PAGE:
A particularly fun part of pain is the ability that it has to stop us dead in our tracks.
Embarrassment freezes us. Rejection discourages us. Disappointment makes us check out of the game and re-evaluate all of the rules.
We perceive the arrival of problems as a reason to cease and desist what we’re doing. We see them as a sign to stop moving.
But perhaps we’re paying ourselves a grave disservice in doing so.
Because the problem often isn’t that our struggles trip us up and prevent us from moving forward. The problem is that we choose to stay stuck on problems, to agonize over them, to obsess and analyze and dissect them. We decide that if we can get down to the root of our recurring challenges, we can defeat them once and for all.
But sometimes the analysis isn’t what helps us.
Sometimes the analysis is just a feeble excuse to stay stuck in the center of our issues, because it’s easier to dissect them than it is to move on.
Here’s the thing:
Pain can be absolutely paralyzing.
When you feel an intense flood of embarrassment, it makes you want to hide out from the world. When you feel the sharp sting of rejection, it makes you want to turn inward and analyze everything that could possibly be wrong with you, so that you don’t keep carrying flaws forward. And when you’re in pain, all you want to do is make the entire world stop turning until you have the time and the stamina to catch up with it.
But that’s the unfortunate thing about life: It doesn’t stop moving.
It goes on. And we have to too, if we want to do ourselves any favors.
Because the truth is, nine times out of ten, your strike-out was probably a matter of bad luck.
You fell in love with someone who wasn’t ready for a relationship. You applied for a job that didn’t need your precise set of skills. You got all up in your head about an event or an opportunity or a possibility and it didn’t pan out because, well, it just didn’t.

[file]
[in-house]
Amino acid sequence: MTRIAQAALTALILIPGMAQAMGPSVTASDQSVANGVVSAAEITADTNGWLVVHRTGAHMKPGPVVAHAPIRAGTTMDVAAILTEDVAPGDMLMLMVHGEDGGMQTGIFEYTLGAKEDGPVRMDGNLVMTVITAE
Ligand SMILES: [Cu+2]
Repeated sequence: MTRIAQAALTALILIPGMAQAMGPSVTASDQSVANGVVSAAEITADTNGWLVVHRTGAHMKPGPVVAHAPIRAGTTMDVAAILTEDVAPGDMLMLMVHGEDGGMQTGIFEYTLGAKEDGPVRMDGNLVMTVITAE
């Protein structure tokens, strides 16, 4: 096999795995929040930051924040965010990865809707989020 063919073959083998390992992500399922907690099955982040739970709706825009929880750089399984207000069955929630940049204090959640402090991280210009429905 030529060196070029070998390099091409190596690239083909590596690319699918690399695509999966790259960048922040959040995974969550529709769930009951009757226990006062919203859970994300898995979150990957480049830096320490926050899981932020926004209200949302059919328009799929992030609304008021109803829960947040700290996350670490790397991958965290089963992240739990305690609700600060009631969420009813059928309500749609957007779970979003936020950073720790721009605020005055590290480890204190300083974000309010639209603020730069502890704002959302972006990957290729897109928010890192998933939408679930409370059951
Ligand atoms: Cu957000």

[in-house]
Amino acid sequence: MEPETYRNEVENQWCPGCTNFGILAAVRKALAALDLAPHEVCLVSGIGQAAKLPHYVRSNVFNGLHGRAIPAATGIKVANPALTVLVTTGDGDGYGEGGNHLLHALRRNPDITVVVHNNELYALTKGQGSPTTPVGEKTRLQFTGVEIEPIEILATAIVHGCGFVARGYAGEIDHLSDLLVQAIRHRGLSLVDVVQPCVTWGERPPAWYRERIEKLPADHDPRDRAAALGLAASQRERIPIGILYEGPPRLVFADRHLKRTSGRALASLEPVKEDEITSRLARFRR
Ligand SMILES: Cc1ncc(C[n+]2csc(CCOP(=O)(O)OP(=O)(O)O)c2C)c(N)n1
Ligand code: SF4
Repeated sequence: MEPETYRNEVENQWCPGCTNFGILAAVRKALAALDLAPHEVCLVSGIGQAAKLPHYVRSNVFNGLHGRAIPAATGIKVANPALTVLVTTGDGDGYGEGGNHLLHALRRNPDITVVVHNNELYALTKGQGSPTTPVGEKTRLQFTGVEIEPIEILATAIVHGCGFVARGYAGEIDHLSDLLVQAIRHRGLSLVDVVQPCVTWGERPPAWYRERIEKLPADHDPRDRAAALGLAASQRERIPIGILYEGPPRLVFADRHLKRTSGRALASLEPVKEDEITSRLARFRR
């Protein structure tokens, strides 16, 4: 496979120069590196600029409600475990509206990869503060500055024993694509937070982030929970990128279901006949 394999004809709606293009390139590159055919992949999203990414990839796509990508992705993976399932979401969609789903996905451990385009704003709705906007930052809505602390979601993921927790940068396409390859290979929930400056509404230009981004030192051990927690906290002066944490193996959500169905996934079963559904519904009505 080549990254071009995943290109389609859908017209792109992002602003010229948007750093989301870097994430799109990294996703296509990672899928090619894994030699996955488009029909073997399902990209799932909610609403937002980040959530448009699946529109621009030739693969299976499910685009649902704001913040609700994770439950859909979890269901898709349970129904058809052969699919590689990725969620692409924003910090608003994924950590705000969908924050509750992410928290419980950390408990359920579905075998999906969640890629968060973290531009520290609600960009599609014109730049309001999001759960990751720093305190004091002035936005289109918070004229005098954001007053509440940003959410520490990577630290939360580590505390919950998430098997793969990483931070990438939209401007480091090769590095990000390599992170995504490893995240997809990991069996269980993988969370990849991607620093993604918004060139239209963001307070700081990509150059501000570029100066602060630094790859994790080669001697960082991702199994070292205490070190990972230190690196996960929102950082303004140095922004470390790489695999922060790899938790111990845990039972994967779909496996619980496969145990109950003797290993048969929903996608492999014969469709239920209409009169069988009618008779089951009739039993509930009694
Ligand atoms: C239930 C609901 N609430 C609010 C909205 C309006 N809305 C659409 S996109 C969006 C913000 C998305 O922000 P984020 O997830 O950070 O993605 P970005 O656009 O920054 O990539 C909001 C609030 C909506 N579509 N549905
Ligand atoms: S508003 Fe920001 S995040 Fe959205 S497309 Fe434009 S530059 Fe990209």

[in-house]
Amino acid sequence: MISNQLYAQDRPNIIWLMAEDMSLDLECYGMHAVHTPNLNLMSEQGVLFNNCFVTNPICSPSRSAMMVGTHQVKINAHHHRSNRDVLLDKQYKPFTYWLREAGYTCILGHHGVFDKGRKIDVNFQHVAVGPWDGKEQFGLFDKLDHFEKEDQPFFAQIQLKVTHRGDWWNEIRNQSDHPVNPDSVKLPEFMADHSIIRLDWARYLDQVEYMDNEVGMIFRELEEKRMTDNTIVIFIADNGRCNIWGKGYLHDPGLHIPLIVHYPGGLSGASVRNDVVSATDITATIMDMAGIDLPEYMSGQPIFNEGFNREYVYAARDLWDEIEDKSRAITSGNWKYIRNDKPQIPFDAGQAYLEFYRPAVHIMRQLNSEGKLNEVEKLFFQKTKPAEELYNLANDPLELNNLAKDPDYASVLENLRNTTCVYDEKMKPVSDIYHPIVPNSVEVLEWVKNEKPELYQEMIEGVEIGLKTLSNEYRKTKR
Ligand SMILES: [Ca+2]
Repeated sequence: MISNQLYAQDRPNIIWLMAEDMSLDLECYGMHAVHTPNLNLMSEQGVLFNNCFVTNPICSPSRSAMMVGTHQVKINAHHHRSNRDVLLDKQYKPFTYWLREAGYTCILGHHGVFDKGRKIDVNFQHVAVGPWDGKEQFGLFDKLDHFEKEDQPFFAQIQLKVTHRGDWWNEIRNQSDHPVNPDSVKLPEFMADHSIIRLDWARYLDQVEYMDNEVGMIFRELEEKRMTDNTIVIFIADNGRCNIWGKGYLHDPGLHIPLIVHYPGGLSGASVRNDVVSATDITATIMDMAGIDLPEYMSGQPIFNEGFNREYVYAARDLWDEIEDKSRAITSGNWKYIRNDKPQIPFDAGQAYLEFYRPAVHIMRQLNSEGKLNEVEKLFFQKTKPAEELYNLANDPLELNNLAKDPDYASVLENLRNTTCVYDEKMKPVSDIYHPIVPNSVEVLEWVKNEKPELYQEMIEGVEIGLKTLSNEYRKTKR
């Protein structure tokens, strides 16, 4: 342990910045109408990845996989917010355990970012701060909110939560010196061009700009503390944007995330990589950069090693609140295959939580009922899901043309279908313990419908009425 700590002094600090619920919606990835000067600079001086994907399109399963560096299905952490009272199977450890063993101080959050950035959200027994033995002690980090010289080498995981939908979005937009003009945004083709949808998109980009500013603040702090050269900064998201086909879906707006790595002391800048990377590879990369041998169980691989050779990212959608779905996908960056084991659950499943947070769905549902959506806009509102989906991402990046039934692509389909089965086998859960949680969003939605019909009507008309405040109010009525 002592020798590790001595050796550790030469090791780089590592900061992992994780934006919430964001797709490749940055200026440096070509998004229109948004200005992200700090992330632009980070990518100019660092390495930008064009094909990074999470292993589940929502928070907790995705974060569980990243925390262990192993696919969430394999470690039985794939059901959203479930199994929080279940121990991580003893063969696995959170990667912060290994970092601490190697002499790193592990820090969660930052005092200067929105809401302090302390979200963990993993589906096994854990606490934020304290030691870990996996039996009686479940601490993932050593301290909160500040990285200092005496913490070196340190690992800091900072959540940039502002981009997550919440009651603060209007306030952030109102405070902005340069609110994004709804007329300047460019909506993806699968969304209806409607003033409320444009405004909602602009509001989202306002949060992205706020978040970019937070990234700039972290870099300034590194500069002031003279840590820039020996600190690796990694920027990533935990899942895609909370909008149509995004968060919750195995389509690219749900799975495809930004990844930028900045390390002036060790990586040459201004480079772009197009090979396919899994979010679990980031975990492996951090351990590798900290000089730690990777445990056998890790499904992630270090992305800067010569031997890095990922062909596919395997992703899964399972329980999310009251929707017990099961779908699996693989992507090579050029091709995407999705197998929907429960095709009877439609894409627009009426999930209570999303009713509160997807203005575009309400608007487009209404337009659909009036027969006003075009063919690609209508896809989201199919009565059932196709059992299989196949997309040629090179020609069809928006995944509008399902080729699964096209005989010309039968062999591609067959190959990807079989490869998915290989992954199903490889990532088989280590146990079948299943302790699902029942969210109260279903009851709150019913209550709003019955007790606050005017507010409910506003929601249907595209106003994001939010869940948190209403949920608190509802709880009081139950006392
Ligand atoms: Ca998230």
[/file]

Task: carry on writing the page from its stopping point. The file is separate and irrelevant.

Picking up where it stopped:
Because that’s life. The stars aren’t always aligned.
But the solution to this problem is not to analyze all of the ways in which you’re not good enough. The solution is to get back up and prove to yourself that you are.
And that means putting yourself back out there. It means taking the risks that you are most afraid to take. It means looking at your life in a series of averages, rather than a series of individual hits and misses, and realizing that for every nine times you strike out, you hit it out of the park at least once.
And that one hit is worth all the strike-outs in the world.
But you’re never going to realize that if you allow your failures to vanquish you.
You have to let your failures be events – lined up along the road of your life – rather than identities that you adopt. Because events you can simply move past.
Embarrassment? Just keep going.
Pain? Just keep going.
Rejection? Just keep going.
There will be peaks and valleys and long, endless stretches of sunshine to travel down on the road ahead. And any dirt that is sticking to your shoes will fall off along the way.
But it won’t if you keep standing in the mud puddle, theorizing about how to make it disappear.
Which is exactly what you’re doing when you allow yourself to get caught in analysis – instead of picking up your feet and moving on.